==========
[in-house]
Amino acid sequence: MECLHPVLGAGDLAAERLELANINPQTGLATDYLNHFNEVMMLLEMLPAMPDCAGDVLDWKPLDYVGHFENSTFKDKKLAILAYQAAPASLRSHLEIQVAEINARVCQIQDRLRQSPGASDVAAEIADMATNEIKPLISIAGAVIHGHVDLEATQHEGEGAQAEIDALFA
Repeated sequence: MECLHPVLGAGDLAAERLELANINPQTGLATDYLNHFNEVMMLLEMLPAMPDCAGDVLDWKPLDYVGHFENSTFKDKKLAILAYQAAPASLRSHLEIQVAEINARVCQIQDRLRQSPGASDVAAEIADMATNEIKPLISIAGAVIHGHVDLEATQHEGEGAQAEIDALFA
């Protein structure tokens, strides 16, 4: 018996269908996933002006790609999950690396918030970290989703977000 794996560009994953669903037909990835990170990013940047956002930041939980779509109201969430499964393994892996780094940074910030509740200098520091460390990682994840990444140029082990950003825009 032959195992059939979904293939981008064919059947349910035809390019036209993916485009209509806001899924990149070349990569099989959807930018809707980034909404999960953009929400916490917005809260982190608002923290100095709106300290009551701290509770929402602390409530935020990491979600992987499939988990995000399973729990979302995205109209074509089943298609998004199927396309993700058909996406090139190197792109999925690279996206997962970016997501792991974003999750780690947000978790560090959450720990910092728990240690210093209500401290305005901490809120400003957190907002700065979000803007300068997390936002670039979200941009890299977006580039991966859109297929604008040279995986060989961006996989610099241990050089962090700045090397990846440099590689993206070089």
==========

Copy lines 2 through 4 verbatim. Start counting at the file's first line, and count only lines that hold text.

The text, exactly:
Amino acid sequence: MECLHPVLGAGDLAAERLELANINPQTGLATDYLNHFNEVMMLLEMLPAMPDCAGDVLDWKPLDYVGHFENSTFKDKKLAILAYQAAPASLRSHLEIQVAEINARVCQIQDRLRQSPGASDVAAEIADMATNEIKPLISIAGAVIHGHVDLEATQHEGEGAQAEIDALFA
Repeated sequence: MECLHPVLGAGDLAAERLELANINPQTGLATDYLNHFNEVMMLLEMLPAMPDCAGDVLDWKPLDYVGHFENSTFKDKKLAILAYQAAPASLRSHLEIQVAEINARVCQIQDRLRQSPGASDVAAEIADMATNEIKPLISIAGAVIHGHVDLEATQHEGEGAQAEIDALFA
């Protein structure tokens, strides 16, 4: 018996269908996933002006790609999950690396918030970290989703977000 794996560009994953669903037909990835990170990013940047956002930041939980779509109201969430499964393994892996780094940074910030509740200098520091460390990682994840990444140029082990950003825009 032959195992059939979904293939981008064919059947349910035809390019036209993916485009209509806001899924990149070349990569099989959807930018809707980034909404999960953009929400916490917005809260982190608002923290100095709106300290009551701290509770929402602390409530935020990491979600992987499939988990995000399973729990979302995205109209074509089943298609998004199927396309993700058909996406090139190197792109999925690279996206997962970016997501792991974003999750780690947000978790560090959450720990910092728990240690210093209500401290305005901490809120400003957190907002700065979000803007300068997390936002670039979200941009890299977006580039991966859109297929604008040279995986060989961006996989610099241990050089962090700045090397990846440099590689993206070089």